Clayton Knight and Harrison Mills, who make up the DJ duo Odesza, bring an eclectic mix of influences to the turntable.
The Seattle-based musicians blend glittering IDM beats with melodious samples and vocals with dizzying dexterity. The pair released their first album, Summer’s Gone, in 2012, which garnered a great deal of notoriety in the underground electronic scene, but they quickly achieved mainstream success with the releases of 2014’s In Return, and their most recent effort A Moment Apart. They are veterans of the festival circuit, having brought their high-energy sets to stages at Outside Lands, Coachella and Bonaroo.
Knight and Mills will also wrap up the inaugural Lost Lake Festival at Steele Indian School Park on Sunday, October 22. They admit that serving as the festival’s finale is a bit daunting, even for a seasoned act. But Odesza never fails to keep audiences on their toes, whether it’s with live instruments, lighting, visuals or new music.
“Theres a certain expectation to perform a great show, but we kind of treat every show, especially when we’re touring, like we’re closing out on a big main stage,” Knight says. “For this one in particular, there are a bunch of new surprises currently lined up. I don’t want to give too much away but we definitely spent a lot of time working on it and we’re really excited for it. It’s definitely got a lot of moving pieces and it should be quite the show.”
According to Knight, the duo has developed a new catalog of unreleased music that they’ve been building specifically for their Lost Lake set.
“We have a bunch of new production. We revamp a lot of our older songs; basically we remix them to be completely new songs and we’re playing a lot of songs that we’ve never played out before from the album,” Mills adds.
The new album, released last month, includes more orchestral and cinematic elements, the result of the pair’s extensive pre-studio research of movie scores and soundtracks. Mills notes Philip Glass, Ennio Morricone and Jóhann Jóhannsson as some of their biggest influences.
“We’ve been fans of film scores for a really long time. When we were coming back after touring (for In Return), it was just something we fell back on and we loved,” he says. “We always go back to things we really love and try to find why we make music in the first place when we start working on a big project. That was something we always wanted to try, so we felt like it was a good time to experiment in that field.”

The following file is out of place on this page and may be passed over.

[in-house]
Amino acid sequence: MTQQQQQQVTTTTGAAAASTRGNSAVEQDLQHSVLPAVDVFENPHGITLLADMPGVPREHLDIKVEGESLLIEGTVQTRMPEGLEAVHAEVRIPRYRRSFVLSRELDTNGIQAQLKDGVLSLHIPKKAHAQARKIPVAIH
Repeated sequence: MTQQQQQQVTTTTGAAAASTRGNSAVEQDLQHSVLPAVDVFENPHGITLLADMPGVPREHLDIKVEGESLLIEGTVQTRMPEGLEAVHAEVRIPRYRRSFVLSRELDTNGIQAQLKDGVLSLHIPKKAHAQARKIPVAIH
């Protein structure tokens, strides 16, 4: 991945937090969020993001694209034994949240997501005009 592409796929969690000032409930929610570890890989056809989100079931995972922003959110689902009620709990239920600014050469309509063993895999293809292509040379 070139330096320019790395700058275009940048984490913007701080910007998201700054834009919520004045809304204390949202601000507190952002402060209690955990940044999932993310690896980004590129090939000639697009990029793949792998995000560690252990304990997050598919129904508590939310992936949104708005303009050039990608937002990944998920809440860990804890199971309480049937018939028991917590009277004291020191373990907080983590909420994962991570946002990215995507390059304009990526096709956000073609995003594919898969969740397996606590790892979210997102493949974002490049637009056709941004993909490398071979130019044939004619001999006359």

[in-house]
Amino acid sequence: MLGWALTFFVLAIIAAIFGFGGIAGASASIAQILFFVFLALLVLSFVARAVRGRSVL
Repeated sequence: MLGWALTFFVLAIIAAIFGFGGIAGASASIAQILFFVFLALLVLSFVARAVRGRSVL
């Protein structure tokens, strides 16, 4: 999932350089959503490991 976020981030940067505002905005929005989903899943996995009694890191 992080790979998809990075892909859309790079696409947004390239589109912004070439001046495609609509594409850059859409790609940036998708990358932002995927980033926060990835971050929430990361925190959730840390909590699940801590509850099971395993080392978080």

A Moment Apart could be considered Odesza’s coming-of-age album, a sonic retrospection on how they’ve evolved as musicians while maintaining the integrity of their sound. Mills says the album is a microcosm of Odesza’s exploration of modern music while simultaneously staying true to the classics.
“It’s trying to find that balance between not completely alienating your audience and people that have grown to love the things you’ve made but also pushing yourself to try to do something really new,” he says. “It’s us kind of being more internal and trying to develop the sound we’ve created and trying to expand on it and evolve with it and really grow.”
The blend of orchestral and electronic elements will lend themselves well to Odesza’s Lost Lake set. Though much of their music is inherently introverted and mellow, Knight and Mills aim to create an atmosphere that will translate well to an energetic festival crowd.
“We really want it to be this big, theatrical production,” Mills says. “We spent a lot of time thinking about building these moments throughout our set that are like place markers for where we want people to be… We work really hard to make it this big, epic performance and hopefully people are along for the ride. You never really know what to expect until you’re feeding off the energy of the crowd around you.”
Knight says that energy is one of his favorite parts of the experience, something that keeps the duo grounded in an industry that is often looked at as disillusioning.
“The more and more we perform and the more we see the music connecting with the audience… it’s a pretty humbling experience,” he says. “We’re just really honored and humbled to be a part of it.”
Lost Lake Music Festival, Steele Indian School Park, 300 E. Indian School Road, Phoenix, Friday, October 20 to Sunday, October 22, $89.50-$239.50.